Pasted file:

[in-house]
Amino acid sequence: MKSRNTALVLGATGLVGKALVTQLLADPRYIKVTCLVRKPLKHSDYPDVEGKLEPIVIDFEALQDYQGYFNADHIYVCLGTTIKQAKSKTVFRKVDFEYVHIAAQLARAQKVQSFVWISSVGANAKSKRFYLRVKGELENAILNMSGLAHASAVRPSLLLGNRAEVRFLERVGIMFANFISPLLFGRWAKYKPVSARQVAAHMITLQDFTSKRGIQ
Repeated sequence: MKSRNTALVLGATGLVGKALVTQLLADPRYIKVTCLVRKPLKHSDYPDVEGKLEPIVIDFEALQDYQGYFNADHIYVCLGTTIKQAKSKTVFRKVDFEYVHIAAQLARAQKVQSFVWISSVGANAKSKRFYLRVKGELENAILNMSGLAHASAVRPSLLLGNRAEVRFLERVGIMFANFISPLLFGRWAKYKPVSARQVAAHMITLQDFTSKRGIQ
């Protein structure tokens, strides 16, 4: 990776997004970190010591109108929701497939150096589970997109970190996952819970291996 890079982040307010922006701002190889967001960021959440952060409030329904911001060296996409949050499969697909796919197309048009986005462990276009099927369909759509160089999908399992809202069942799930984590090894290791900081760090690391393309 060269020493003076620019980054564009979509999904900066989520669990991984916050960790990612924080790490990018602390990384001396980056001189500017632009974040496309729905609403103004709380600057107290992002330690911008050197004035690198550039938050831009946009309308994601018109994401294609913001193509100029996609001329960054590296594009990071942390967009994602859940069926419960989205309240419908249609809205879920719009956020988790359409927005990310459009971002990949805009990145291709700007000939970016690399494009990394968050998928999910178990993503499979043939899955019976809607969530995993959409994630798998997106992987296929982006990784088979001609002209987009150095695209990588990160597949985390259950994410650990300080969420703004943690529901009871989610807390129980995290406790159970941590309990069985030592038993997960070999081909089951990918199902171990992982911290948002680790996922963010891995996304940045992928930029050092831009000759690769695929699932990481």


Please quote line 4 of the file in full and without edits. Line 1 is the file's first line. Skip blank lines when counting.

């Protein structure tokens, strides 16, 4: 990776997004970190010591109108929701497939150096589970997109970190996952819970291996 890079982040307010922006701002190889967001960021959440952060409030329904911001060296996409949050499969697909796919197309048009986005462990276009099927369909759509160089999908399992809202069942799930984590090894290791900081760090690391393309 060269020493003076620019980054564009979509999904900066989520669990991984916050960790990612924080790490990018602390990384001396980056001189500017632009974040496309729905609403103004709380600057107290992002330690911008050197004035690198550039938050831009946009309308994601018109994401294609913001193509100029996609001329960054590296594009990071942390967009994602859940069926419960989205309240419908249609809205879920719009956020988790359409927005990310459009971002990949805009990145291709700007000939970016690399494009990394968050998928999910178990993503499979043939899955019976809607969530995993959409994630798998997106992987296929982006990784088979001609002209987009150095695209990588990160597949985390259950994410650990300080969420703004943690529901009871989610807390129980995290406790159970941590309990069985030592038993997960070999081909089951990918199902171990992982911290948002680790996922963010891995996304940045992928930029050092831009000759690769695929699932990481």